PaperCity Magazine

PaperCity Houston December 2021

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Page 23 of 125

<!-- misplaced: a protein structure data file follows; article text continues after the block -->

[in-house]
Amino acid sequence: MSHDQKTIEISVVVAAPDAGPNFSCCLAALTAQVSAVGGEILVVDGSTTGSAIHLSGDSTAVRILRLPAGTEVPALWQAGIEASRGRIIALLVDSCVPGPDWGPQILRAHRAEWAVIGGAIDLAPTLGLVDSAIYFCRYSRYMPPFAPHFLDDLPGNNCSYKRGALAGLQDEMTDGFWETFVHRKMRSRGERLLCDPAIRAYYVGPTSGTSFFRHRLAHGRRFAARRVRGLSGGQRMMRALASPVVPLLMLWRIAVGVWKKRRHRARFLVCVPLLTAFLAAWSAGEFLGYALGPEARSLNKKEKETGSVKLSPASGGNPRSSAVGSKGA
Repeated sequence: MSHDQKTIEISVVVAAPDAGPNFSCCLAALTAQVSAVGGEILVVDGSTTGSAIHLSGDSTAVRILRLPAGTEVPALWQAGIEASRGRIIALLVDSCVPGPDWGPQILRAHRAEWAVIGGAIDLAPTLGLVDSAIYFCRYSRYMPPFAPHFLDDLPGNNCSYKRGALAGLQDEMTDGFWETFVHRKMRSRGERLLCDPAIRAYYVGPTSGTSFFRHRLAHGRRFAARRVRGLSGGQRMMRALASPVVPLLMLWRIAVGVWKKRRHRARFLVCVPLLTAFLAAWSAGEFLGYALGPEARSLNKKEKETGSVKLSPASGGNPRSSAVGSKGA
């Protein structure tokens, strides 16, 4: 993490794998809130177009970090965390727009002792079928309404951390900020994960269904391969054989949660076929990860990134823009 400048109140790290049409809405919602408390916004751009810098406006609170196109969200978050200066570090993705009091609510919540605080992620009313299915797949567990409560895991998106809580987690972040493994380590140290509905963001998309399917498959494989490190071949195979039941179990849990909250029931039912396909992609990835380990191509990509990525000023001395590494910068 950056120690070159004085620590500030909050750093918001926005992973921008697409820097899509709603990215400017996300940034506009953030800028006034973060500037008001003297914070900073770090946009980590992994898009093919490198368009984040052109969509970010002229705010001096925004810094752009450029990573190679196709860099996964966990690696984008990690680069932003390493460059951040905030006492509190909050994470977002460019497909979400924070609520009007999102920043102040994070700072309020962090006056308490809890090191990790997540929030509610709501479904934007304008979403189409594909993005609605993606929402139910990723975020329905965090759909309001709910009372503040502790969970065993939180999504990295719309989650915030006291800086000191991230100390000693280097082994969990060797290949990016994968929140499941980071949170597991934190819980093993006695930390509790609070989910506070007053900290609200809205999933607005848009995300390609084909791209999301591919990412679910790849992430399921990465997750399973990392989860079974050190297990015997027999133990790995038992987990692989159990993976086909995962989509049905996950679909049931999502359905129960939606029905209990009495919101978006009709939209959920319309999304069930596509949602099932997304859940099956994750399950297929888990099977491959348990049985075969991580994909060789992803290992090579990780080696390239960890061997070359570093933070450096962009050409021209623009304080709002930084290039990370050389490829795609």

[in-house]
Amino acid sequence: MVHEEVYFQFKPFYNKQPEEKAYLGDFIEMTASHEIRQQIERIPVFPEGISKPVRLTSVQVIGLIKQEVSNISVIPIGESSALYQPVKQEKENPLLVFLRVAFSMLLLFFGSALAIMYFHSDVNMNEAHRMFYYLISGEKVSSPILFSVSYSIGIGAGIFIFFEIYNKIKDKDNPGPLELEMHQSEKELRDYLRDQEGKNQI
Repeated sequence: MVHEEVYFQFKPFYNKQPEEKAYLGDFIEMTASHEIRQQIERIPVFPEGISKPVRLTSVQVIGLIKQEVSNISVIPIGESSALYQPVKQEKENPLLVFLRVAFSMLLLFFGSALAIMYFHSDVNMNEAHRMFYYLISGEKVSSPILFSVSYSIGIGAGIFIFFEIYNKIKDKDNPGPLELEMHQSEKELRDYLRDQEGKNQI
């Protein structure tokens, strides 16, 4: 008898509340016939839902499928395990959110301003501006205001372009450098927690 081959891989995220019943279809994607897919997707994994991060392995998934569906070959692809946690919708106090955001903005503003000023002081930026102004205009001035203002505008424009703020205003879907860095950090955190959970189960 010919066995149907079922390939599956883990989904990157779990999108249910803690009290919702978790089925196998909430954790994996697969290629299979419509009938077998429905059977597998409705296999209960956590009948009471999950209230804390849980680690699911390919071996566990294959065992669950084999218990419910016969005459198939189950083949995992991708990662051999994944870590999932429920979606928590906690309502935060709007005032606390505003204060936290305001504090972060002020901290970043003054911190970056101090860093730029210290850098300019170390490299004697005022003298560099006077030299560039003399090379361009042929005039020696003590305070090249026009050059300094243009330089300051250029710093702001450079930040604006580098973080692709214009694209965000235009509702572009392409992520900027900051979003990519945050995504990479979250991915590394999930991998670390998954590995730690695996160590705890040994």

A s gifting is upon us, we have an e x t r a o r d i n a r y surrealist gift guide and jewelry feature produced by our creative director, Michelle Aviña, and Molly Dickson and Mindy Byrd, respectively. This is the kind of stuff that swims around in her head. In another feature, we look at the fascinating life of jeweler Paul Flato, whose name I was introduced to through a conversation with collectors. This extraordinary man, who bejeweled the major Hollywood stars in the '30s through '70s and early '80s, was revered by Vogue and Harper's Bazaar; had a sumptuous shop on Fifth Avenue, one in Beverly Hills; and another in Mexico City; and had a name that was more recognizable than Harry Winston or Tiffany. Yet he was born in Shiner, Texas, and his grandparents founded Flatonia, Texas, near Round Top (Flato — Flatonia). How is it possible. I discovered Casa Gusto in West Palm Beach about six months ago and finally assigned it to our home editor, Rebecca Sherman (page 72). Well, I thought I discovered it — it turns out Texans shop there in car loads! It's a magical place, both in person and online. I'm also fascinated with Liz Marsh's new collection of botanical and entomological plates, platters, cups, and cachepots. She posted one of the pieces on Instagram, and within minutes, she had a FaceTime request from Moda Operandi owner Lauren Santo Domingo, who has swooped up the collection for her site in time Tom Ford and moi, 2004, Neiman Marcus Downtown Dallas book launch for the holidays (page 76). And finally, Tom Ford 002 arrives (page 40), Ford's second book published 17 years after the black-clad Tom Ford volume. In 2004, Neiman Marcus and PaperCity hosted Mr. Ford in a Ken Downing-designed extravaganza celebrating his first book, at the Downtown Dallas store, the entrance lined with gorgeous boys. Ford signed his books for hours — and he signed anything else he was asked to put pen to. Almost. Poignantly, 002 debuts just a little over a month after Ford lost his husband of 35 years, Richard Buckley. This month, we publish the third edition of Round Top magazine with photographs and an essay on architect Bill Curtis and wife Jane's bucolic farmhouse in Fayette County near Round Top. As he's founder of the esteemed Curtis & Windham Architects, one might expect a stately, period-perfect estate, columned, gleaming white with shutters, rising from the prairie. But Bill is an old soul, taking creation slow, documenting the seasons and days with watercolor paintings and taking the remodeling of his family's farmhouse step by step, watercolor by watercolor. The pairing of farmhouse photographs and watercolors is documented in the winter issue of Round Top magazine. If you aren't near Round Top to get your copy, this story will run in PaperCity in the spring. Wishing you the merriest of holidays. Holly Moore Editor in Chief 22

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